clock menu more-arrow no yes

Filed under:

Brandone Francis Commits to Texas Tech Over Rutgers...Now What?

New, 4 comments
Joshua Lindsey-USA TODAY Sports

This past weekend, Florida transfer and former 4-star recruit Brandone Francis visited Rutgers.  Although Francis will need to sit out next season due to transfer rules, the talented guard would have been a solid addition so early in the tenure of head coach Steve Pikiell. Unfortunately, it didn't happen.

With three open scholarships remaining, Rutgers is in a precarious position with the summer now jumping into full swing.  As of now, there are no scheduled visits that have been reported for any potential transfer candidates. There is also the reality that the top transfer candidates are off the market. Here are three thoughts on the current state of the program.

Losing Recruiting Battles.....For Now

Pikiell has done everything right in the first couple of months on the job.  He hired a top notch staff.  He has made recruiting New Jersey players and building relationships with top local high schools and AAU programs a priority.  He scooped up the best non-committed player in the state, Matt Bullock, from Roselle Catholic.  Issa Thiam re-committed to the new coaching staff. Pikiell beat out Texas for Candido Sa. Still, it hasn't been easy for the staff to rebuild the rest of the roster, losing transfer battles to St. Bonaventure, Nevada, and now Texas Tech.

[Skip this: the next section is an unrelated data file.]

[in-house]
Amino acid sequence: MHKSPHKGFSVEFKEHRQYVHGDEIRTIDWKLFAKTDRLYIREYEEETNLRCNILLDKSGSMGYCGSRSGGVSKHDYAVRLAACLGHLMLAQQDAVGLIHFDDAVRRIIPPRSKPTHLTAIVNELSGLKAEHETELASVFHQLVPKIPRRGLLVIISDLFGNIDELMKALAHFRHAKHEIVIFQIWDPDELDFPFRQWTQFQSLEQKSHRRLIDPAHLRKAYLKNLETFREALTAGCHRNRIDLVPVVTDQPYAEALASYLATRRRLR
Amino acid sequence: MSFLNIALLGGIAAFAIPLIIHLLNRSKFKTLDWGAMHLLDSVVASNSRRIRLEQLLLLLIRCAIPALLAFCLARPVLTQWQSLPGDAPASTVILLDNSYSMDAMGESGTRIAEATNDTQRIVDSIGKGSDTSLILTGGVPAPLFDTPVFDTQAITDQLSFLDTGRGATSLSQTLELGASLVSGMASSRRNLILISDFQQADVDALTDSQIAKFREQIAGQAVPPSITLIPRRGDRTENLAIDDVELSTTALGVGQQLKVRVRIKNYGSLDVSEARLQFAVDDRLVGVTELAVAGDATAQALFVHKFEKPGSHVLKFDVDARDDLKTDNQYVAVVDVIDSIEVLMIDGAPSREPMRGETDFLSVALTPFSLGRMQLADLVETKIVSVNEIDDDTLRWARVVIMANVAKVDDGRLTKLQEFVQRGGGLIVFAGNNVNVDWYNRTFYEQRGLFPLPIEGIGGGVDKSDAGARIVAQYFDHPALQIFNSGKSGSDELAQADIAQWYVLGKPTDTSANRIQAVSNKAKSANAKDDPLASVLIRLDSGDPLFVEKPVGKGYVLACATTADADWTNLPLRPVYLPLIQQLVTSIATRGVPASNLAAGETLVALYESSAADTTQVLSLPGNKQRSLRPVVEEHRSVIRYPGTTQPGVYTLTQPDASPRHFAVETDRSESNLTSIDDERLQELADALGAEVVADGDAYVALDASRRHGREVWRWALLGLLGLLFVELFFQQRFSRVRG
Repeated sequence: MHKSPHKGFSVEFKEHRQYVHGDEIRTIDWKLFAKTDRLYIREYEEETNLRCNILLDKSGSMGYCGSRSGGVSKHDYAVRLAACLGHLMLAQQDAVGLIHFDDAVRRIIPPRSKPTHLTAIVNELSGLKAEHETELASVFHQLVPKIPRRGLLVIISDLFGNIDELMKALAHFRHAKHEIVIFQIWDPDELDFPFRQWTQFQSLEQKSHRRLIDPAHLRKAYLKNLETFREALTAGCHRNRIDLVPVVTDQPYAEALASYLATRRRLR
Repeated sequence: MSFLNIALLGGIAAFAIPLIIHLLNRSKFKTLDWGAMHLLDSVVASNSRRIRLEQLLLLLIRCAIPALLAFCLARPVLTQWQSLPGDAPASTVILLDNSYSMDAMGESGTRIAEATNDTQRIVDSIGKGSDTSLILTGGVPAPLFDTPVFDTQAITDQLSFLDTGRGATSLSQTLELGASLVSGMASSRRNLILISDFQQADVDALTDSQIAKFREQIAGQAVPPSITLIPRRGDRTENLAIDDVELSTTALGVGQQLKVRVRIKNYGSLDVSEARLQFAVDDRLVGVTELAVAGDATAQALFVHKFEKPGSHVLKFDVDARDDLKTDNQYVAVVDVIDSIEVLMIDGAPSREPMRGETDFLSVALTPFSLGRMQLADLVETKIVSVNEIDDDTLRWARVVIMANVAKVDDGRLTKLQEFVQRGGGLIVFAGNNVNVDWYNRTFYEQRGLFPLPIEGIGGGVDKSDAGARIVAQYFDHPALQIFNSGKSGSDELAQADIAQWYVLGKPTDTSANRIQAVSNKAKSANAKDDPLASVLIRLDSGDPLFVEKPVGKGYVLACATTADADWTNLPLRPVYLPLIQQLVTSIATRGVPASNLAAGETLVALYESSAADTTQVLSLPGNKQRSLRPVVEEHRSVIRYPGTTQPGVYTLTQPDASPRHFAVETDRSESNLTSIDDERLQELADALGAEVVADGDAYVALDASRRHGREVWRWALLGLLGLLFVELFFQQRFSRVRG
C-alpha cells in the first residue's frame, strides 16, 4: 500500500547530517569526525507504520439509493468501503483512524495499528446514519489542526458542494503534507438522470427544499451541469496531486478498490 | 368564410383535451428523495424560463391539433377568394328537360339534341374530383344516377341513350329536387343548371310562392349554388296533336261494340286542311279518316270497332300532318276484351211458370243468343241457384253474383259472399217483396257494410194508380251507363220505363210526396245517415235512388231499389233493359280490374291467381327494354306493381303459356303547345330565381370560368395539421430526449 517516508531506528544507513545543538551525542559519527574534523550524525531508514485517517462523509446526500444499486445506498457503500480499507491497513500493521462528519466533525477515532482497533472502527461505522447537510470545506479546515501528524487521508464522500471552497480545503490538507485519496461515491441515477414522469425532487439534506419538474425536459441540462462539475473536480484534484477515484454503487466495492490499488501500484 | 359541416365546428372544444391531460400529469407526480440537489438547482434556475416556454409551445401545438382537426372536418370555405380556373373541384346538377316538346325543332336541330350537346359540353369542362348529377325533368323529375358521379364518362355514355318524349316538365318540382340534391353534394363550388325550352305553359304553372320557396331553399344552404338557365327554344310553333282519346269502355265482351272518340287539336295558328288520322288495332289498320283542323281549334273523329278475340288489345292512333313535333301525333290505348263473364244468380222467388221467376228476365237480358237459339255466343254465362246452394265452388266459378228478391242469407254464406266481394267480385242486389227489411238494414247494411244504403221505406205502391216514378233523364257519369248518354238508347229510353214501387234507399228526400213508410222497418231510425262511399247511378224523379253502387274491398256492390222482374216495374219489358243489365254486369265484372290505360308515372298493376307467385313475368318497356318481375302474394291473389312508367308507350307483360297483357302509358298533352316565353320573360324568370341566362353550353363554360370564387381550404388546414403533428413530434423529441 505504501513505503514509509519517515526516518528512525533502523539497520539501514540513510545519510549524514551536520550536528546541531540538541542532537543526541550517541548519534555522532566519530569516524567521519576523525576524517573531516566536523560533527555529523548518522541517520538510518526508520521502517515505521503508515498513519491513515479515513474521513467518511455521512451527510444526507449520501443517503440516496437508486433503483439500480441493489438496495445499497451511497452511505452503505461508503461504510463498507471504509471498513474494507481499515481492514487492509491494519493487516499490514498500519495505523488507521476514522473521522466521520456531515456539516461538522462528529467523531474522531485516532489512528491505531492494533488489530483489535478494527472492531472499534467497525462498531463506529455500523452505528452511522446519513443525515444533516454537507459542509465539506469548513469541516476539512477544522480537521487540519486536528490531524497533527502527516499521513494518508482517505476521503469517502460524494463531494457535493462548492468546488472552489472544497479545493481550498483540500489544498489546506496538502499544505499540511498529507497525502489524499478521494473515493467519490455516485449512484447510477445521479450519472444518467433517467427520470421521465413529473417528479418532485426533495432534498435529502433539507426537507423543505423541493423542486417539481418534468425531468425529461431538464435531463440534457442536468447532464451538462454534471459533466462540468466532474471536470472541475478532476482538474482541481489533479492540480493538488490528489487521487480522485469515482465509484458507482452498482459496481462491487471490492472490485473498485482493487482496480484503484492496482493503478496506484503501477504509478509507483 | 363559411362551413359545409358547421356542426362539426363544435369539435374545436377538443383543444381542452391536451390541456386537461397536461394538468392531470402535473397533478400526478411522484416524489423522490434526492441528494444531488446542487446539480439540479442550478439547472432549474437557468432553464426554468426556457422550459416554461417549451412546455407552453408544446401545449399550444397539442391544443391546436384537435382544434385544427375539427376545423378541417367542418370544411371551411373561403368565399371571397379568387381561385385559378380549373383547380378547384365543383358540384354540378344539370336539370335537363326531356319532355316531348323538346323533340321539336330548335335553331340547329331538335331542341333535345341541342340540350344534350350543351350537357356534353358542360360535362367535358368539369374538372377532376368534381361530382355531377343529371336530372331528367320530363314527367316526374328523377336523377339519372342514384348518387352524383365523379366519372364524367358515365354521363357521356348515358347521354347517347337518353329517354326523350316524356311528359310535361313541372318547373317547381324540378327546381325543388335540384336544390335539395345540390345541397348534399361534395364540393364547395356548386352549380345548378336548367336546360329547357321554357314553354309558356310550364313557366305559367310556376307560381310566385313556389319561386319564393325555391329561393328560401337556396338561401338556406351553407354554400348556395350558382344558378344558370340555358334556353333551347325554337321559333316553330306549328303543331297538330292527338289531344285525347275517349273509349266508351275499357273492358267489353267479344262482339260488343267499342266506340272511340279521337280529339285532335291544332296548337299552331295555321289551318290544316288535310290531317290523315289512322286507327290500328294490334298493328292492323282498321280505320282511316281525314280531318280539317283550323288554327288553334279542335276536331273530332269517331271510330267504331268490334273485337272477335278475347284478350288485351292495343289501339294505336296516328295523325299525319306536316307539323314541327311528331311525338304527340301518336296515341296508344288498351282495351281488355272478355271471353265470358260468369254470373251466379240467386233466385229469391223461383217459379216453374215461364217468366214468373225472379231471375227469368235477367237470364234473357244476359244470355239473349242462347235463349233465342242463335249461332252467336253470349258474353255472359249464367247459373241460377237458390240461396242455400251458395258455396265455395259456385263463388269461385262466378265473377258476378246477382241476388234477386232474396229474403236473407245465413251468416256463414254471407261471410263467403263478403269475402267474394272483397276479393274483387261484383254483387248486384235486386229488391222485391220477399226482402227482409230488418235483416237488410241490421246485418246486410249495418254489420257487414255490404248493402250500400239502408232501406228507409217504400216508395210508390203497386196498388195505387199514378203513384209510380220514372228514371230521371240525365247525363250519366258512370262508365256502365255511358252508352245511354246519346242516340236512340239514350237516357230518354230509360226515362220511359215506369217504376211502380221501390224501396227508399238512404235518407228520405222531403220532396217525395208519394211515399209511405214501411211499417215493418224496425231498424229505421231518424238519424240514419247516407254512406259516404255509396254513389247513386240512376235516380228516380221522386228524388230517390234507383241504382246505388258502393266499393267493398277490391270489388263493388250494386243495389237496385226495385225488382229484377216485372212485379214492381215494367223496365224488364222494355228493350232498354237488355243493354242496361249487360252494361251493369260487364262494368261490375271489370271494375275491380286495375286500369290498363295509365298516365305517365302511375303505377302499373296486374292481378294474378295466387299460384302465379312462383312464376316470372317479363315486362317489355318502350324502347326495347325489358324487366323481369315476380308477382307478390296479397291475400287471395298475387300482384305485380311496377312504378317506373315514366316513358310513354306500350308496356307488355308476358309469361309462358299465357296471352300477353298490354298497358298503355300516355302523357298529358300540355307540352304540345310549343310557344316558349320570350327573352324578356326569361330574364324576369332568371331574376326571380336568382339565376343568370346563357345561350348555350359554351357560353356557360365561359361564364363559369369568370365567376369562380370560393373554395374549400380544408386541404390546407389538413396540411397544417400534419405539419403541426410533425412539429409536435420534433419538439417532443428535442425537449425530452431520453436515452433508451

The rebuild of the Rutgers men's basketball program is one of the toughest in the country, if not the toughest.  It's going to take time for the staff to start landing big time recruits.  The important part is they are laying the proper groundwork to do so in the long term. Missing out on Francis and the Martin brothers, all highly recruited players out of high school with power five conference experience, proves the point that it will take time. Landing an impact graduate transfer is next to impossible for a program that is trying to rebound from one of, if not the worst, seasons ever by a power five conference team.  Pikiell is going to need to show progress on the court this season to build credibility with recruits and show that the program is on its way up. Facility upgrades are important too, but winning changes perception over anything else.

10 Scholarship Players To Start The Season

The concern now is as each day passes, the likelihood of Rutgers entering the 2016-2017 season with just 10 scholarship players becomes stronger. There is a legitimate core of talent on this team, led by Corey Sanders, Deshawn Freeman, Jonathan Laurent, and Nigel Johnson.  However, the roster includes Bullock and Thiam, two freshman that have potential, but they will be needed to contribute from day one.  Bullock's best offer was Rutgers and there is doubt in recruiting circles that he can succeed in a power five conference. Thiam is an exciting player, but he needs to seriously bulk up for the rough and tumble Big Ten.